James released her. "That's better." He sat down next to her and took a glance at his watch, then slipped it back into his pocket. "You look very pretty tonight, Anna. No, no! I see your lips preparing to refute me, but I will not withdraw the compliment!"
"On the contrary, I have every wish to believe you. Only Miss Price has told me so this evening." Edmund and Fanny sat across the room, talking and laughing with the Darcys. Anna saw her cousin Stephen near them with the younger Miss Price - a not uncommon sight of late.
"I dread the day she leaves us," James mused. "Charis will pine for Bertram, and I for Miss Price."
Anna looked at him in amazement. "James, surely you do not . . ."
"Oh, no, I assure you. My attachment to her is something completely different." He remained with her only a moment more, then jumped up abruptly to join a small circle of his friends.
Anna allowed her thoughts to wander as she observed the whirl of music and activity around her. Her mind, when left to itself, was prone to settle on Henry Crawford, and tonight she indulged the impulse. Her heart was with him always; when she devoted her thoughts to him as well, the conflicting emotions nearly suffocated her.
In spite of everything - in spite of her own reasoning to the contrary - she loved him. And with as much certainty as she understood her feelings, she knew she would not see him again. With much less certainty, she tried to convince herself that it would be better that way.
She noticed Mary Crawford, also circled with admirers. Had Henry told her anything?
Even more confusing to her was the letter she had received from Emma, going on and on about the kindness of "your friend Mr. Crawford."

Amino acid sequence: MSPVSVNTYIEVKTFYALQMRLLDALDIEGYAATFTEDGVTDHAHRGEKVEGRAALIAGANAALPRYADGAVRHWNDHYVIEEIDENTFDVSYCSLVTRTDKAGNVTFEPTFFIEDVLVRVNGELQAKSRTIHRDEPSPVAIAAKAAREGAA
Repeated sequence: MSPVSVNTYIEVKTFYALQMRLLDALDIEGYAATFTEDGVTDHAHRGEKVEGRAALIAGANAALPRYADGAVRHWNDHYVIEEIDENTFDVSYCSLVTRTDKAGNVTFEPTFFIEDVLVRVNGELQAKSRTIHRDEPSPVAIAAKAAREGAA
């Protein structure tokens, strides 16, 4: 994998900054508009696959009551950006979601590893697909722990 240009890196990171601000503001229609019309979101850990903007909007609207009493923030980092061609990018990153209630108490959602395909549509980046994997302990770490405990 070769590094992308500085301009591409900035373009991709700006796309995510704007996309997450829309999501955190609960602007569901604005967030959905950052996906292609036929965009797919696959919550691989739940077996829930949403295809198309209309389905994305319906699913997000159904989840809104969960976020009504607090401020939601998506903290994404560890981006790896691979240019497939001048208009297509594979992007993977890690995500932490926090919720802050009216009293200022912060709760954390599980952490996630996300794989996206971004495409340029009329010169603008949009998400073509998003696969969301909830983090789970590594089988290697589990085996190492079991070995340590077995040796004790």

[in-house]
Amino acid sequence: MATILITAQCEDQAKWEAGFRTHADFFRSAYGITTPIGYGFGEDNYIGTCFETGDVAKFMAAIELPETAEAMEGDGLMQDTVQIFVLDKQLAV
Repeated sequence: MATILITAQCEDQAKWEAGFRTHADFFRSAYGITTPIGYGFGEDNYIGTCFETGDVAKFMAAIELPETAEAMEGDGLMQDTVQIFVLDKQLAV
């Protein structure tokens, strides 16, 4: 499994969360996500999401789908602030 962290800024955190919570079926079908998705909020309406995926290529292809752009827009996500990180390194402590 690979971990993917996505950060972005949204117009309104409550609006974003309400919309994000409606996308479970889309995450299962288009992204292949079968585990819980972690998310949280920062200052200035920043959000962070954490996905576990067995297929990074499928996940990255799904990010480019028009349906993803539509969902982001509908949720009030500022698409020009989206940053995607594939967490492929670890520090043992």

Her mother walked by her and laid a hand gently on her shoulder. "My dear, you do not look well at all. Step outside a few minutes and take some fresh air."
"I am perfectly well, Mother," Anna replied, straightening herself in her chair.
"Darling, will you amuse me and go out for a little while?"
Anna sighed and smiled up at her mother. "Yes, ma'am." Mrs. Prescott patted her shoulder affectionately and moved on.
Anna wandered from the room out into the hall. Air is much nicer when one has it all to oneself, and Anna felt immediately refreshed. Perhaps I should listen to my mother more often. The hall was empty of servants, so she took advantage of the solitude. She adjusted her dress and smoothed her hair, then studied herself shamelessly in the mirror.
"I tend to think that nothing can be added to perfection."
Anna closed her eyes but did not turn. She knew the voice. "Mr. Crawford."
She lowered her head and commanded her heart to still, but the heart is very much like a child - noisy and not at all inclined to obey. "Miss Crawford told us you could not come. That you were ill."
Henry sneezed. "Pardon me. I am ill."
Anna heard the smile in his voice, and could not help smiling herself. "Then do not come near me, for I am in a very satisfactory state of health."
"I hope you don't mean that."
"What? That I am healthy?"